On my face


So local people who make an effort to enunciate carefully and speak "standard English" are accused by of being "haolefied." In other words, acting like a haole. In other words, acting stuck up. Their poetic pidgin-speaking friends roll their eyes and resent or pity them.
And being a mainland haole I naturally have a standard dull TV announcer accent. The way that I talk, without thinking, all the time, even when I'm mad or half-asleep, or jabbering to an infant, sounds like I'm putting on airs.
It's a quandary. I sound pompous if I just talk like myself. But I don't want to be condescending or ridiculous with an affected pidgin accent.
Last week after playgroup I walked with one of the other moms over to the library. Our cute kids gamboled around each other, darted into the street in front of speeding rental convertibles, got hissed at by the irate vampire librarian. We chatted about local elementary schools, about potty training, about baby talk-- all the usual getting-to-know-another-parent back and forth. But it was a frustratingly stilted conversation. I suddenly realized why when she made a comment about making sure her son learns "correct" English. She explained: she grew up speaking pidgin, but went to college on the mainland, and was terrified to open her mouth for fear of sounding different.
I realized: She was working really hard to talk to me. She was carefully calibrating her intonation and choosing each word. Like when I'm trying to speak polite Japanese, with the fancified verb forms and honorific forms of address.
I wanted to slap my forehead.
"Oh, I think pidgin is wonderful!" I enthused. "It's so expressive, and besides kids are so smart with languages. They can learn to be comfortable in both! Sure he needs to learn standard English, but there's nothing wrong with knowing pidgin, too..." I started trying to authenticate myself-- locate myself in the constellation of local-ness, blathering about "Oh my husband's grandparents spoke the most wonderful pidgin! And I've been lucky that he's been there to translate so much of the unfamiliar stuff for me! And, um, yeah! I think it's great! I read a great book in pidgin! I never dare speak it, but I love trying to write it down!"
She was unconvinced, and the conversation remained overly formal, distant and headachy.
It's been nagging at me since.
Was language really the source of the discomfort? Was it race? Was she ill at ease with me because of my skin color? Was I subconsciously ill at ease with her?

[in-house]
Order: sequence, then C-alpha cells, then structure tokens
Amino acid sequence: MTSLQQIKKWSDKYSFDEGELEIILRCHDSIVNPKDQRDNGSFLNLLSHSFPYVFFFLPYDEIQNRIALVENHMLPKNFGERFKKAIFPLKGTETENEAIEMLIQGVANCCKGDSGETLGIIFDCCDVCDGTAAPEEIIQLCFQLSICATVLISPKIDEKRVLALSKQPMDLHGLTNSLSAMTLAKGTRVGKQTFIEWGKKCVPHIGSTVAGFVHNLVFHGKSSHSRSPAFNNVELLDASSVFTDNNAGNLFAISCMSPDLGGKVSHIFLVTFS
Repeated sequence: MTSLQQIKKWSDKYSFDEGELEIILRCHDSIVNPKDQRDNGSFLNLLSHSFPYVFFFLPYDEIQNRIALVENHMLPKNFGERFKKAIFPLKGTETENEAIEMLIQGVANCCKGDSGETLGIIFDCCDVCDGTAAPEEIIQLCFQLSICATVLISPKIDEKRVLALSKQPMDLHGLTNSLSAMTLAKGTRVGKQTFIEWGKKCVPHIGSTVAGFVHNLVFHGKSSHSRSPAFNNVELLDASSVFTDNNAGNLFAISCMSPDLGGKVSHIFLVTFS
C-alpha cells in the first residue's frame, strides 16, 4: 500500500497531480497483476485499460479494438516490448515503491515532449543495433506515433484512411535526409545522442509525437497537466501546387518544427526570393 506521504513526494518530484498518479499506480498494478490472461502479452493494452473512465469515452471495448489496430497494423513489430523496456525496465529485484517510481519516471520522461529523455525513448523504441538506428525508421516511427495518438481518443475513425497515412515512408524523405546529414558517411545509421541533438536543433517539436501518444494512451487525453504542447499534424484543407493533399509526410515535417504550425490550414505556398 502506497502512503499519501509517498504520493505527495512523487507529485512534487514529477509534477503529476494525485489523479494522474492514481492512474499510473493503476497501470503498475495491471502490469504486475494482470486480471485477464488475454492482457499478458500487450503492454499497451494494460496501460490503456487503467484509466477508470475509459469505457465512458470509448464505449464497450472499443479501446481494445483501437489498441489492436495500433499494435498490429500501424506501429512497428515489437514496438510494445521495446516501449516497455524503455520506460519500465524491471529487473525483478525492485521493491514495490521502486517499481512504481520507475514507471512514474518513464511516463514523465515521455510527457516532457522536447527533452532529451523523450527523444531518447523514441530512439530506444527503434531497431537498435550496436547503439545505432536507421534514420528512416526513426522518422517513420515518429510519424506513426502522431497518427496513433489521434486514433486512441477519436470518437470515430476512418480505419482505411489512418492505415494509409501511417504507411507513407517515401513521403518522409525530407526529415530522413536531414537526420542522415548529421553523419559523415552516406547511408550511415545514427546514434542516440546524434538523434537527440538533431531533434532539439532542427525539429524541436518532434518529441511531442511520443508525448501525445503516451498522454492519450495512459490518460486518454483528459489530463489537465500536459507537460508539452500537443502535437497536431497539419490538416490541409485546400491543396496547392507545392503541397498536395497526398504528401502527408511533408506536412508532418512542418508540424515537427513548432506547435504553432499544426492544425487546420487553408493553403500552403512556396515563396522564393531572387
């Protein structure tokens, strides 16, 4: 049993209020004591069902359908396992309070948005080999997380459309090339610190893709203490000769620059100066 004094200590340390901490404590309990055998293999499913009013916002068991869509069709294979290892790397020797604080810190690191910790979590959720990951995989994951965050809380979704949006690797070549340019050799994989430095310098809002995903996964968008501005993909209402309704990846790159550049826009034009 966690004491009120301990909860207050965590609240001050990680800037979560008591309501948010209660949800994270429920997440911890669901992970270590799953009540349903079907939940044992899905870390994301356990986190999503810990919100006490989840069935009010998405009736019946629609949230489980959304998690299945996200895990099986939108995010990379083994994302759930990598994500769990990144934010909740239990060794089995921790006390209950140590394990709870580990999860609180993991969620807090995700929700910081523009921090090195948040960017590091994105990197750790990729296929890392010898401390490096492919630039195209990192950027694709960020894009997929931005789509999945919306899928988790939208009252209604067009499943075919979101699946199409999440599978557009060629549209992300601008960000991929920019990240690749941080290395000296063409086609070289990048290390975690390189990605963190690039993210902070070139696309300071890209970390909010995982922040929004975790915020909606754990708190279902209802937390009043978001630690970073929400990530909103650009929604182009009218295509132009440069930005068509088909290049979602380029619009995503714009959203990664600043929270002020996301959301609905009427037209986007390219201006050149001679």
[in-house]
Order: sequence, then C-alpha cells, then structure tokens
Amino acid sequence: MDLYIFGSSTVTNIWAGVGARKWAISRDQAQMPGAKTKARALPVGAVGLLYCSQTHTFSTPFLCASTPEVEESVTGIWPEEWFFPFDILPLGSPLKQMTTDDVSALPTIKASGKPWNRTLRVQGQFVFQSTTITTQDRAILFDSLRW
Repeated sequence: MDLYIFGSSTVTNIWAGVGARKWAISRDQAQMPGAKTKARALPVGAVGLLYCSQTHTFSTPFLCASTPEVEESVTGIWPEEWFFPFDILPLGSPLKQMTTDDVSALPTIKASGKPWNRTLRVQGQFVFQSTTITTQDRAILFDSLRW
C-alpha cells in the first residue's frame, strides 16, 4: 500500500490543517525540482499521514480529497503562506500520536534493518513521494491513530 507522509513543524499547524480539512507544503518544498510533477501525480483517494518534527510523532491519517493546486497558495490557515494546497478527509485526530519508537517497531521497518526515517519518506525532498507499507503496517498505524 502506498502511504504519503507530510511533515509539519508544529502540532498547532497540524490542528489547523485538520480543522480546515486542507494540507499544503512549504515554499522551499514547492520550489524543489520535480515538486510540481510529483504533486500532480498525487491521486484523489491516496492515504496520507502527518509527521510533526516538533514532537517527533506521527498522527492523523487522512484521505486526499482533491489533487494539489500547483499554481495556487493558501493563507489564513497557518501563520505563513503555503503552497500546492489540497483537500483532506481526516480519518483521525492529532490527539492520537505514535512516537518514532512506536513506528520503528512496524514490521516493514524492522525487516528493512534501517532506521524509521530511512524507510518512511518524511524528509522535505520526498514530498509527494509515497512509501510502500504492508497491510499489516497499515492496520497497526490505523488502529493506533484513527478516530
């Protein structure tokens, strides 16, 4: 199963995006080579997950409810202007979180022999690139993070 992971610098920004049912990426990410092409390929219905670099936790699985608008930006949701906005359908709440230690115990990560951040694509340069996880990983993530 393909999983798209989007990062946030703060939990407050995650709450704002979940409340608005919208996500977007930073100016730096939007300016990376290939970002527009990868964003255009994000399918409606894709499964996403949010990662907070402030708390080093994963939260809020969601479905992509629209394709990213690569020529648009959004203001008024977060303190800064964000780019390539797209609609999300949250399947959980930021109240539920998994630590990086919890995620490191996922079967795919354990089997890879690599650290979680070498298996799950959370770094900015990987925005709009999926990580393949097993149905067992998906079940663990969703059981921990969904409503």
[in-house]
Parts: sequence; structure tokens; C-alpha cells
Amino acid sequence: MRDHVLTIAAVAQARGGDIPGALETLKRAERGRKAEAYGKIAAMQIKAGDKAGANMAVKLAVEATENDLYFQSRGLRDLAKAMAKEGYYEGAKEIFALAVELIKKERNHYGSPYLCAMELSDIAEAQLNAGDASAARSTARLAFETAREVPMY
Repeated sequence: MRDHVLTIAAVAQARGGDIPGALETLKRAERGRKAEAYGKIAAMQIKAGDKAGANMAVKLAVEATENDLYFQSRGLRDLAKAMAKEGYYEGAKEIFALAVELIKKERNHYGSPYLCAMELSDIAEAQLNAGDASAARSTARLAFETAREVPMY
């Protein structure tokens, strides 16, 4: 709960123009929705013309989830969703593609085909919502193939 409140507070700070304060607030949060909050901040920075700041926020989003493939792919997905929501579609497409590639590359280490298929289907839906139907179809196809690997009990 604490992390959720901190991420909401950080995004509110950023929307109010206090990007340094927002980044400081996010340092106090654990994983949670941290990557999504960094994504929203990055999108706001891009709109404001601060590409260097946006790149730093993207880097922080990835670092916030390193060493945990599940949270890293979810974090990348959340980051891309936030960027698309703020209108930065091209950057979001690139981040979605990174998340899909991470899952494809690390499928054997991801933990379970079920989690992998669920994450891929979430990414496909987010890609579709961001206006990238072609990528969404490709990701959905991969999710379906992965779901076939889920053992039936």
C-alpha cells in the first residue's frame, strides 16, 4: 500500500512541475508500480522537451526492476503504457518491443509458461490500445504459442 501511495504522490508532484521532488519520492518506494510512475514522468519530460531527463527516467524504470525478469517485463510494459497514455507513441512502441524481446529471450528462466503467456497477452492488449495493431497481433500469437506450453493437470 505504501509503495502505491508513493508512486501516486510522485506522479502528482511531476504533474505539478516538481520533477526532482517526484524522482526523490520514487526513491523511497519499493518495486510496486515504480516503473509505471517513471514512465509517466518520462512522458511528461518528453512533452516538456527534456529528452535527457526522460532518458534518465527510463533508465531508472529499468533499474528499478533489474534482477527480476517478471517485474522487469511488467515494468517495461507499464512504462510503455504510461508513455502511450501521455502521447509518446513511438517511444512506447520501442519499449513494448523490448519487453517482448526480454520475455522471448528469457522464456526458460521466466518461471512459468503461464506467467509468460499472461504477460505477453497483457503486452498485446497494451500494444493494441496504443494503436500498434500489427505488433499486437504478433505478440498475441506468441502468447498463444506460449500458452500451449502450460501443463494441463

I guess all I can do is just be honest-- really shut up and listen to other people and to the teeny calm voice within myself. Not blather on or overexplain. Then hopefully that honesty will overcome my accent.

Comments

  1. and my Dear Becca, I'm in tears again reading your comments on this "pigin notes". You wrote what I experienced over and over again....through the adjustment of my years there, I did learn to speak pidgin....and the most wonderful compliment I got was from a blind man that Tomasi baptized in Kahana Bay...."irene, what island did you grow up on?" I soooooooo loved that language, the implications....the going up and down the various other islands pidgin...the requirement that a nurse in those days HAD to take a course in pidgin to be a nurse in Hawaii...

    another story. You know the Sproats, okay, here's one for you. When Kaohu (the young man that died early on in his life while flying his helecopter on the Big Island)...when he was 10 years he came home crying to his mother, "mom, I'm not a haole, I'm not a haole am I?"...It came down to this, the kids at Hauula Elem School were saying he WAS A HAOLE because he talked like one. Kapua Sproat taught at BYU-H ....P.E. and other classes. His dad, served his mission in Japan, yet he didn't talk a lot of pidgin either as he was raised in Kohola and his mother taught English and didn't allow pidgin to be used much in the home...generations of "no no pidgin!!" However, those Sproat boys had a language all their own and when I'd be with that family....sometimes over da head....

    Adjusting to places and times and the way back times of when kids were raised and what's "good for them to know is proper english"....well, I was in my happy element, I flunked English over and over again. I hated that study...my mother corrected my spelling till I was 50 years old....When I lived with the "local girls" in the cooking dorm in 1963, I began to learn "their language"....loved it. no rules, no stops, much laughter on their part teaching me....I love that language. there are comic books that tell much more then reg books on pidgin english...

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